s_{\theta _i}^{\prime }=\frac{s_{\theta _i}}s\,\!


The parameter standard errors can give us an idea of the precision of the fitted values. Typically, the magnitude of the standard error values should be lower than the fitted values. If the standard error values are much greater than the fitted values, the fitting model may be overparameterized.

The Standard Error for Derived Parameter

Origin estimates the standard errors for the derived parameters according to the Error Propagation formula, which is an approximate formula.

Let z = f\left (\theta _1, \theta _2, ..., \theta _p \right ) be the function with a combination (linear or non-linear) of p\, variables \theta _1, \theta _2, ..., \theta _p \,.

The general law of error propagation is:

\sigma_z^2 = \sum_i^p \sum_j^p \frac {\partial z}{\partial \theta_i} COV_{\theta_i \theta_j} \frac {\partial z}{\partial \theta_j}

where COV_{\theta_i \theta_j}\, is the covariance value for \left (\theta_i, \theta_j \right ), and \left (i = 1, 2, ..., p \right ), \left (j = 1, 2, ..., p \right ).

You can choose whether to exclude mean residual variance s^2 when calculating the covariance matrix COV_{\theta_i \theta_j}, which affects the Standard Error values for derived parameters. When excluding s^2, clear the Use reduce Chi-Sqr check box on the Advanced page under Fit Control panel.

For example, using three variables

z = f\left (\theta_1, \theta_2, \theta_3 \right )

we get:

\sigma_z^2 = \left (\frac {\partial z}{\partial \theta_1} \right )^2 \sigma_{\theta_1}^2 + \left (\frac {\partial z}{\partial \theta_2} \right )^2 \sigma_{\theta_2}^2 + \left (\frac {\partial z}{\partial \theta_3} \right )^2 \sigma_{\theta_3}^2 + 2 \left (\frac {\partial z}{\partial \theta_1} \frac {\partial z}{\partial \theta_2} \right ) COV_{\theta_1 \theta_2} + 2 \left (\frac {\partial z}{\partial \theta_1} \frac {\partial z}{\partial \theta_3} \right ) COV_{\theta_1 \theta_3} + 2 \left (\frac {\partial z}{\partial \theta_2} \frac {\partial z}{\partial \theta_3} \right ) COV_{\theta_2 \theta_3}

Now, let the derived parameter be z\,, and let the fitting parameters be \theta_1, \theta_2, ..., \theta_p\,. The standard error for the derived parameter z\, is \sigma_z\,.

Confidence Intervals

Origin provides two methods to calculate the confidence intervals for parameters: Asymptotic-Symmetry method and Model-Comparison method.

Asymptotic-Symmetry Method

One assumption in regression analysis is that data is normally distributed, so we can use the standard error values to construct the Parameter Confidence Intervals. For a given significance level, α, the (1-α)x100% confidence interval for the parameter is:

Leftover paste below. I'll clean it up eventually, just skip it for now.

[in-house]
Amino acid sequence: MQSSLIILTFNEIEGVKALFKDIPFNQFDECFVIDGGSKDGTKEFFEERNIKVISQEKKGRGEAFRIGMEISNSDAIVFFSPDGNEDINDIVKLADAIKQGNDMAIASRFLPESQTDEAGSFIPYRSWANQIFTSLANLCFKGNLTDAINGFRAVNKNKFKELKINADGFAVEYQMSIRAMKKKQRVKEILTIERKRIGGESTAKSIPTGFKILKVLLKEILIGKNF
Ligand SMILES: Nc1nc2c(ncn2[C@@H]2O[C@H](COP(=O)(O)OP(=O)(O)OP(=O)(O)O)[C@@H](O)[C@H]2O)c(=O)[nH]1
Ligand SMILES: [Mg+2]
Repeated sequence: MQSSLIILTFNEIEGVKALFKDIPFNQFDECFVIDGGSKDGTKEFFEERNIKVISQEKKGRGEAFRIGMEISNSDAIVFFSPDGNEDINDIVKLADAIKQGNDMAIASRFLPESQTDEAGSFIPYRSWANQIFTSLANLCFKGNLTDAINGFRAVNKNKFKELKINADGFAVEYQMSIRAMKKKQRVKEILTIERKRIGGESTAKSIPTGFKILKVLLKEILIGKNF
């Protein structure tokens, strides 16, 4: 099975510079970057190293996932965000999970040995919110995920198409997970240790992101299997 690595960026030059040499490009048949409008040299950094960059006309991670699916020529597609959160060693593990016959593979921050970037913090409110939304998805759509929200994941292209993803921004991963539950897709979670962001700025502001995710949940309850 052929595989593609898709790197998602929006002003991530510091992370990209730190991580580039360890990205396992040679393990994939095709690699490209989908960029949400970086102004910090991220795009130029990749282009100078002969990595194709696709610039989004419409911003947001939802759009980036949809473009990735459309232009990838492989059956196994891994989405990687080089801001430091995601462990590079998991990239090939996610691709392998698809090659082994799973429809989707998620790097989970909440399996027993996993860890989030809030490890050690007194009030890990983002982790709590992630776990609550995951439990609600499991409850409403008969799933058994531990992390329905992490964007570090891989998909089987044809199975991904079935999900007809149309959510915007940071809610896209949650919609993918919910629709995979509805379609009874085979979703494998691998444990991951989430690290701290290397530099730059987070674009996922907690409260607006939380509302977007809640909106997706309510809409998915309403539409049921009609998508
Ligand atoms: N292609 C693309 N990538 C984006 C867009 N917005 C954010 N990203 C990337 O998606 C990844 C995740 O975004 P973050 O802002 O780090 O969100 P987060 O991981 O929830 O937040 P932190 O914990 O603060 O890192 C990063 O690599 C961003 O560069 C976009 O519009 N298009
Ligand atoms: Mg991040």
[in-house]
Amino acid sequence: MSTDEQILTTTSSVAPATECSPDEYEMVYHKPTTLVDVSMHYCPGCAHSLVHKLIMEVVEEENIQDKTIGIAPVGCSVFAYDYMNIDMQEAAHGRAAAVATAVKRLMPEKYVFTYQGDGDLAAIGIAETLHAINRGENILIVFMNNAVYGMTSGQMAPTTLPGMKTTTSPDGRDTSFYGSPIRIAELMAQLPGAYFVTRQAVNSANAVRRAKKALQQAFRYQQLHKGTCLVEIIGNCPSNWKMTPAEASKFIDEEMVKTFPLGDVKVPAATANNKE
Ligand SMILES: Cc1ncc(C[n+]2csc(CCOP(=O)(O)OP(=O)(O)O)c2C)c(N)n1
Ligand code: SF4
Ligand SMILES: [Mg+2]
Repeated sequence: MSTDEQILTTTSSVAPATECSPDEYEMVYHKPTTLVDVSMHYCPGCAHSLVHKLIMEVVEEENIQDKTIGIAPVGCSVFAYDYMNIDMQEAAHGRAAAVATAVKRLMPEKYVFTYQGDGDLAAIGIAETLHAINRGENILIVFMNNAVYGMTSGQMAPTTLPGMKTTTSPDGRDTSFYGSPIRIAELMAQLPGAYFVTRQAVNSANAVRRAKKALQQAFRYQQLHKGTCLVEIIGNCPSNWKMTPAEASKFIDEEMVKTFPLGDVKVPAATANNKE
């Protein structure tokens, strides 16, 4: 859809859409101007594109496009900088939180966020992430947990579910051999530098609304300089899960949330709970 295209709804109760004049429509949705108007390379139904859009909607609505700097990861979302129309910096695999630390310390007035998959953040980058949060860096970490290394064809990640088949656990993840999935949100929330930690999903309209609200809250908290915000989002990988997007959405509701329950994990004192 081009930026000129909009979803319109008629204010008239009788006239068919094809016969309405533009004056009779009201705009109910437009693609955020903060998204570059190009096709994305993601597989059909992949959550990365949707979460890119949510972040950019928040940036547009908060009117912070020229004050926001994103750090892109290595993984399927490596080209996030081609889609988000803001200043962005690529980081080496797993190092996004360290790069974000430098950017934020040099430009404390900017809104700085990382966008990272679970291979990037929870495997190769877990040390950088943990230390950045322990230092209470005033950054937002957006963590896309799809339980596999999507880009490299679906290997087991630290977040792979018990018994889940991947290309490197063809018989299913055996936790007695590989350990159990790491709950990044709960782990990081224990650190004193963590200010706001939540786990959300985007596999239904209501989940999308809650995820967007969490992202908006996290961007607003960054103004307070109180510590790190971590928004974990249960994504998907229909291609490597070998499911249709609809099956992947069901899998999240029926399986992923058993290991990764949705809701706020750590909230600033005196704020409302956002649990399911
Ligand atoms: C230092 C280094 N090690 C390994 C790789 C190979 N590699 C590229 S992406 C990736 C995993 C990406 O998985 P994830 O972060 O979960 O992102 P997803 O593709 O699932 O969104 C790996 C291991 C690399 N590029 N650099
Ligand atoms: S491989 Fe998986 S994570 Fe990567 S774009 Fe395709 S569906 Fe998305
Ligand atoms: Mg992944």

\hat \theta _j-t_{(\frac \alpha 2,n-p)}s_{\theta _j}\leq \hat \theta _j\leq \hat \theta _j+t_{(\frac \alpha 2,n-p)}s_{\theta _j}


The parameter confidence interval indicates how likely the interval is to contain the true value.

The confidence interval illustrated above is Asymptotic, which is the most frequently used method to calculate the confidence interval. The "Asymptotic" here means it is an approximate value.

Model-Comparison Method

If you need more accurate values, you can use the Model Comparison Based method to estimate the confidence interval.

If the Model Comparison method is used, the upper and lower confidence limits will be calculated by searching for the values of each parameter p that makes RSS(θj) (minimized over the remaining parameters) greater than RSS by a factor of (1+F/(n-p)).

RSS(\theta _j)=RSS(1+F\frac 1{n-p})


where F = Ftable(α,1,n-p)and RSS is the minimum residual sum of square found during the fitting session.

t Value

You can choose to perform a t-test on each parameter to see whether its value is equal to 0. The null hypothesis of the t-test on the jth parameter is:

H_0: \theta_j = 0 \,

And the alternative hypothesis is:

H_\alpha : \theta_j \ne 0

The t-value can be computed as:

t=\frac{\hat \beta _j-0}{s_{\hat \beta _j}}



The probability that H0 in the t test above is true.



where tcdf(t, df) computes the lower tail probability for Student's t distribution with df degree of freedom.


If the equation is overparameterized, there will be mutual dependency between parameters. The dependency for the ith parameter is defined as:

1-\frac 1{c_{ii}(c^{-1})_{ii}}


and (C-1)ii is the (i, i)th diagonal element of the inverse of matrix C. If this value is close to 1, there is strong dependency.

To learn more about how the value assess the quality of a fit model, see Model Diagnosis Using Dependency Values page